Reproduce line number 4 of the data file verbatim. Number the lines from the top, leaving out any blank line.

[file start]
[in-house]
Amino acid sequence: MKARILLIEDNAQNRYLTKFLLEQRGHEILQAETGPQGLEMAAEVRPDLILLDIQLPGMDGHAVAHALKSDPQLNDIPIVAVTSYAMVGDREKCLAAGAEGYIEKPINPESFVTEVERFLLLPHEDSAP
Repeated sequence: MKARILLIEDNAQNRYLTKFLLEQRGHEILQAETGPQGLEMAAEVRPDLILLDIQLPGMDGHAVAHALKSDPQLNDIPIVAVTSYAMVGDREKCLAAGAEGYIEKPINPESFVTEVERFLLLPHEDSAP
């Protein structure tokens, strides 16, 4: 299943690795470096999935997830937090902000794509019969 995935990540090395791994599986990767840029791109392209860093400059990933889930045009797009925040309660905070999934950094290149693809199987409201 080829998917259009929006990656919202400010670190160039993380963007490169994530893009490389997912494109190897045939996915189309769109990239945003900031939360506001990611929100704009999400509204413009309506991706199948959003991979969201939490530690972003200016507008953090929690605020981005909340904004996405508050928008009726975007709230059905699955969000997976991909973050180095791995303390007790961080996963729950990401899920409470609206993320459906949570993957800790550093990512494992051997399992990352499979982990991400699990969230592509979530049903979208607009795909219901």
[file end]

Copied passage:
């Protein structure tokens, strides 16, 4: 299943690795470096999935997830937090902000794509019969 995935990540090395791994599986990767840029791109392209860093400059990933889930045009797009925040309660905070999934950094290149693809199987409201 080829998917259009929006990656919202400010670190160039993380963007490169994530893009490389997912494109190897045939996915189309769109990239945003900031939360506001990611929100704009999400509204413009309506991706199948959003991979969201939490530690972003200016507008953090929690605020981005909340904004996405508050928008009726975007709230059905699955969000997976991909973050180095791995303390007790961080996963729950990401899920409470609206993320459906949570993957800790550093990512494992051997399992990352499979982990991400699990969230592509979530049903979208607009795909219901």